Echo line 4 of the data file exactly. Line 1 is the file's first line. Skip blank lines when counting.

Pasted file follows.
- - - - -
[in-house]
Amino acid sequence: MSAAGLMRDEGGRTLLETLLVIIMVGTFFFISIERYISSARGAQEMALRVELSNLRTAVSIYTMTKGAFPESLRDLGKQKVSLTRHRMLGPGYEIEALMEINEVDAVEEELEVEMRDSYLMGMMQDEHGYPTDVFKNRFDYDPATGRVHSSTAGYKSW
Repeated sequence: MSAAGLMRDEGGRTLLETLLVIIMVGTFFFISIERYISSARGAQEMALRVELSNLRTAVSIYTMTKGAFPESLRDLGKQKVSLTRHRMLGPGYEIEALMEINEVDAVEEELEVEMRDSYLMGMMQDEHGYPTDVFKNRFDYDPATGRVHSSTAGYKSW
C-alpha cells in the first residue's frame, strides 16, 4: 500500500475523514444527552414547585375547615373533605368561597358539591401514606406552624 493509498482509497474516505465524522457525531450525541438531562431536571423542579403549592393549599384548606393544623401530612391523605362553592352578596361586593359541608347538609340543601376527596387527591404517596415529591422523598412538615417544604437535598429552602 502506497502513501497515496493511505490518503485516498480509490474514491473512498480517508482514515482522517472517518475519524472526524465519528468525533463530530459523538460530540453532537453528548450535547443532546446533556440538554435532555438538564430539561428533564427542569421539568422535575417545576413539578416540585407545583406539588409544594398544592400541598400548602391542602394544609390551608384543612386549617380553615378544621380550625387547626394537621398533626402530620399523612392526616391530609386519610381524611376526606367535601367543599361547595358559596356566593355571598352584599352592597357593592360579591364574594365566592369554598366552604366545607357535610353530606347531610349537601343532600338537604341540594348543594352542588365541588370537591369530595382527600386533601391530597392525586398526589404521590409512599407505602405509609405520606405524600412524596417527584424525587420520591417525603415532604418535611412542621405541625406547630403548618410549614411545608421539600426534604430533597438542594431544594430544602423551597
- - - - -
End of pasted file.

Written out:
C-alpha cells in the first residue's frame, strides 16, 4: 500500500475523514444527552414547585375547615373533605368561597358539591401514606406552624 493509498482509497474516505465524522457525531450525541438531562431536571423542579403549592393549599384548606393544623401530612391523605362553592352578596361586593359541608347538609340543601376527596387527591404517596415529591422523598412538615417544604437535598429552602 502506497502513501497515496493511505490518503485516498480509490474514491473512498480517508482514515482522517472517518475519524472526524465519528468525533463530530459523538460530540453532537453528548450535547443532546446533556440538554435532555438538564430539561428533564427542569421539568422535575417545576413539578416540585407545583406539588409544594398544592400541598400548602391542602394544609390551608384543612386549617380553615378544621380550625387547626394537621398533626402530620399523612392526616391530609386519610381524611376526606367535601367543599361547595358559596356566593355571598352584599352592597357593592360579591364574594365566592369554598366552604366545607357535610353530606347531610349537601343532600338537604341540594348543594352542588365541588370537591369530595382527600386533601391530597392525586398526589404521590409512599407505602405509609405520606405524600412524596417527584424525587420520591417525603415532604418535611412542621405541625406547630403548618410549614411545608421539600426534604430533597438542594431544594430544602423551597